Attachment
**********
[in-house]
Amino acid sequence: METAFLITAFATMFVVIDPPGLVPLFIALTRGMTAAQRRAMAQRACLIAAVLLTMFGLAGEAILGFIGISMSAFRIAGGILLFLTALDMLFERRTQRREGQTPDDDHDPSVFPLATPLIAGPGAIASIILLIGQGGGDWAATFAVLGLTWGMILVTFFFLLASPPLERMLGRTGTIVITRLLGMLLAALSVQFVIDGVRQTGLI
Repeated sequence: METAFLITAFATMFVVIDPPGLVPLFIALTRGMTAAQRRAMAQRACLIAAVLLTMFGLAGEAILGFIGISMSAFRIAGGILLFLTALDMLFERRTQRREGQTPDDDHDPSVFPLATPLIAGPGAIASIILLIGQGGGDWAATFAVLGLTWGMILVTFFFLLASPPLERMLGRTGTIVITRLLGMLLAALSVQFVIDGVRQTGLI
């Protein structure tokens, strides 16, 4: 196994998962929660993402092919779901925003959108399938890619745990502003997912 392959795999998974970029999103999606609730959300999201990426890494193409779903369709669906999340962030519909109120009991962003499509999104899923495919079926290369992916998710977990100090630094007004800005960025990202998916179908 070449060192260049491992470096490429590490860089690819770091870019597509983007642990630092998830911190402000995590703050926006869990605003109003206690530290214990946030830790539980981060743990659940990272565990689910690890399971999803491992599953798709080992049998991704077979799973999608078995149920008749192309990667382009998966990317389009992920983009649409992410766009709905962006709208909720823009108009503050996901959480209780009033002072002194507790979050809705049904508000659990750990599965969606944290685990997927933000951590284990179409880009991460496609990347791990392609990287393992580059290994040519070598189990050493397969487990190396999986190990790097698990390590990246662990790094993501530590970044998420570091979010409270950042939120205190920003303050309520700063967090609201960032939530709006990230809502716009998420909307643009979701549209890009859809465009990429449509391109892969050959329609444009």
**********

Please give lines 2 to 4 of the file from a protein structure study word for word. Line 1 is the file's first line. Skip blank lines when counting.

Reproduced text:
Amino acid sequence: METAFLITAFATMFVVIDPPGLVPLFIALTRGMTAAQRRAMAQRACLIAAVLLTMFGLAGEAILGFIGISMSAFRIAGGILLFLTALDMLFERRTQRREGQTPDDDHDPSVFPLATPLIAGPGAIASIILLIGQGGGDWAATFAVLGLTWGMILVTFFFLLASPPLERMLGRTGTIVITRLLGMLLAALSVQFVIDGVRQTGLI
Repeated sequence: METAFLITAFATMFVVIDPPGLVPLFIALTRGMTAAQRRAMAQRACLIAAVLLTMFGLAGEAILGFIGISMSAFRIAGGILLFLTALDMLFERRTQRREGQTPDDDHDPSVFPLATPLIAGPGAIASIILLIGQGGGDWAATFAVLGLTWGMILVTFFFLLASPPLERMLGRTGTIVITRLLGMLLAALSVQFVIDGVRQTGLI
């Protein structure tokens, strides 16, 4: 196994998962929660993402092919779901925003959108399938890619745990502003997912 392959795999998974970029999103999606609730959300999201990426890494193409779903369709669906999340962030519909109120009991962003499509999104899923495919079926290369992916998710977990100090630094007004800005960025990202998916179908 070449060192260049491992470096490429590490860089690819770091870019597509983007642990630092998830911190402000995590703050926006869990605003109003206690530290214990946030830790539980981060743990659940990272565990689910690890399971999803491992599953798709080992049998991704077979799973999608078995149920008749192309990667382009998966990317389009992920983009649409992410766009709905962006709208909720823009108009503050996901959480209780009033002072002194507790979050809705049904508000659990750990599965969606944290685990997927933000951590284990179409880009991460496609990347791990392609990287393992580059290994040519070598189990050493397969487990190396999986190990790097698990390590990246662990790094993501530590970044998420570091979010409270950042939120205190920003303050309520700063967090609201960032939530709006990230809502716009998420909307643009979701549209890009859809465009990429449509391109892969050959329609444009």